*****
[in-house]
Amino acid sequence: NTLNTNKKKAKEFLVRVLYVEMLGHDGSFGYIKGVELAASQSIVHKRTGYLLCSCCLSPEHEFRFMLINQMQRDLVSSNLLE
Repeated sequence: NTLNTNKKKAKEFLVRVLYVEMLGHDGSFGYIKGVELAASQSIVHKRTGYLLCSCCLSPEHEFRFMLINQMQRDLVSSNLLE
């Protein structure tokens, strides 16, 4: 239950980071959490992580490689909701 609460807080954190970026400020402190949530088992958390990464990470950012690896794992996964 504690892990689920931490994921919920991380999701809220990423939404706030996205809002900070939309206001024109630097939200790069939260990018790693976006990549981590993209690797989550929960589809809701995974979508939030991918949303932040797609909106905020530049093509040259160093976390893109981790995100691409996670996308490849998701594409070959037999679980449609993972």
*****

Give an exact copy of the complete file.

[in-house]
Amino acid sequence: NTLNTNKKKAKEFLVRVLYVEMLGHDGSFGYIKGVELAASQSIVHKRTGYLLCSCCLSPEHEFRFMLINQMQRDLVSSNLLE
Repeated sequence: NTLNTNKKKAKEFLVRVLYVEMLGHDGSFGYIKGVELAASQSIVHKRTGYLLCSCCLSPEHEFRFMLINQMQRDLVSSNLLE
């Protein structure tokens, strides 16, 4: 239950980071959490992580490689909701 609460807080954190970026400020402190949530088992958390990464990470950012690896794992996964 504690892990689920931490994921919920991380999701809220990423939404706030996205809002900070939309206001024109630097939200790069939260990018790693976006990549981590993209690797989550929960589809809701995974979508939030991918949303932040797609909106905020530049093509040259160093976390893109981790995100691409996670996308490849998701594409070959037999679980449609993972």